Introduction: The Weevil (No String Guitar)
Have you ever wanted to make music but do not have the money, or don't want to go through the process of learning a new instrument? I have a wonderful solution: the Weevil. In case you were wondering, a weevil is a type of beetle (My favorite band is the Beatles.) The Weevil is a device that is similar to a guitar in nature. It has a guitar-ish shape, you can change notes and pitches, etc. This instrument, however, is cheap and requires little-to-no previous musical experience to play. Let's begin building!
Step 1: Material List
-4 Wooden Rectangles (7.75" x 4.75")
-2 Wooden Rectangles (8.75" x 2.75")
-1 Wooden Rectangle (about 25" x 2.5", but you can adjust the length and width according to preference)
- Speaker (I salvaged mine from a circa 1980 house built-in, because I'm broke. Note: A piezo speaker will not sound good!)- Amazon
- Arduino Uno (Or other Arduino; the steps should be about the same)- Amazon
-HC SR04 Ultrasonic Sensor- Amazon
-Some Jumper Wires- Amazon
-Toggle Switch- Amazon
-9v Battery- Amazon
-9v Battery Clip for Arduino- Amazon
The links above are the best deal I could find. I do not receive any money for putting these on here.
-Hot Glue Gun
-Jigsaw (To cut the wood)
Step 2: Step 2: the Body
The containment of a project is always the hardest part for me, but this "guitar's" body is actually quite simple. First hot glue 5 of the 6 pieces together as shown above. Next glue the neck onto the rest, just like the picture. Save that opening for later so we can but the arduino and other stuff in there.
Step 3: The Electronics
Let's get down to the nitty-gritty. First, cut the red wire of the 9v clip. Now put the switch in between the two red wires. Then solder a black wire to the negative connection and a red wire to the positive connection of the speaker. Next, hook the black wire from the speaker up to the GND connection (the one beside the 5v pin) of the Arduino. Then connect the red wire to pin 8, as shown above. Now it's time for the ultrasonic sensor. Attach the GND pin to a black jumper wire and connect the wire to the other GND connection on the Arduino. Then connect the VCC pin to the 5v pin via red jumper cable. Next, using a wire, hook the TRIG up to the 12 pin and the ECHO peg to pin 11. You are now done with the wiring!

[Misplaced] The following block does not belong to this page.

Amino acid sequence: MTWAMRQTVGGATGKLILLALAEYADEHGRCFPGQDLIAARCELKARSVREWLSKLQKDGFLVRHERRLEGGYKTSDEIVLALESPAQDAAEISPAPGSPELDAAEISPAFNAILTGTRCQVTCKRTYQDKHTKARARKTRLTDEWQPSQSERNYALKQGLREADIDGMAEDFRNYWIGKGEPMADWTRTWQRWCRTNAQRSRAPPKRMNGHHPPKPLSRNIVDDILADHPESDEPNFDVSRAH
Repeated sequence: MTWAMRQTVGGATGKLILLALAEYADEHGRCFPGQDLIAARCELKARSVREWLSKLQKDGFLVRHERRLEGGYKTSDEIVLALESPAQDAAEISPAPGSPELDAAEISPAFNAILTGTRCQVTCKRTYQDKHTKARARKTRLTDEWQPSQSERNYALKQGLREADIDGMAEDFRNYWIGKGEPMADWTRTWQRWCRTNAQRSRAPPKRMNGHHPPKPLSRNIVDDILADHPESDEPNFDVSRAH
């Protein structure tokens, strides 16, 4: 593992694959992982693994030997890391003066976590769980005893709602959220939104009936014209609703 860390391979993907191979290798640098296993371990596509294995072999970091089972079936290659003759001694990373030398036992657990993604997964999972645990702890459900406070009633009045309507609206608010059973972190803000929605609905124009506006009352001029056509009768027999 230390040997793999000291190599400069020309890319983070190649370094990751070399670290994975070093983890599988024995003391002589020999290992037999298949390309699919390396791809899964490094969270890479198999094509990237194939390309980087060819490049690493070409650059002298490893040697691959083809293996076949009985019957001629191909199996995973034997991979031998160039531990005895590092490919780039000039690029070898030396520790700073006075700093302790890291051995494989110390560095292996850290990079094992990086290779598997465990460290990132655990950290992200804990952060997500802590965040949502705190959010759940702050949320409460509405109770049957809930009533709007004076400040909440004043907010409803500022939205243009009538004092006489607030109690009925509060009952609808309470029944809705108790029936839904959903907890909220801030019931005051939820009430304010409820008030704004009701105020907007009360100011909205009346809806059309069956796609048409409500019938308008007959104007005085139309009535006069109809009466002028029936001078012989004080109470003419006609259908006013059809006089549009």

Step 4: Programming
The programming for this project is pretty simple. The code below is for the Arduino IDE. If you are not familiar with the IDE, there is a great Instructable I recommend (https://www.instructables.com/id/How-to-Use-Arduino-Web-IDE/) Here's the code: GitHub
*Note: The multiplication symbol (*) and the number being multiplied (2) in line 21 is interchangeable. If you want to change the tonal range of the instrument, try experimenting with different numbers and operations.
Step 5: Putting It All Together
This step is simple. Just stick all the circuitry, not including the speaker, in the body of the guitar*. Now, remember that extra piece of wood that we cut out earlier? No it's time to drill a big hole into it. The size of the hole will vary with the diameter of your speaker. Once all of that is taken car of, you can carefully hot glue the edge of the speaker to the hole like the picture. Next glue down the ultrasonic sensor to the bottom of the neck as shown. Then, you guessed it, hot glue the piece of wood to the opening in the box, as shown above. Before you do this, drill a hole in the top of said piece of wood to stick the ultrasonic sensor cables through.
*Note: make sure no wiring is exposed. If any metal is touching, the circuit will not work. Use electrical tape to make sure no wires are exposed!
Step 6: Make It Look Pretty and Test It.
For this step, I wrapped cool duck tape around the neck. Now you can enjoy playing your Weevil! Also, check out this completely unrelated story that I found on the internet about duck tape: https://www.kilmerhouse.com/2012/06/the-woman-who-invented-duct-tape. (:
*PS: The wires sticking out of the side of the Weevil are for connection to a sub woofer. The woofer adds some extra depth into the sound.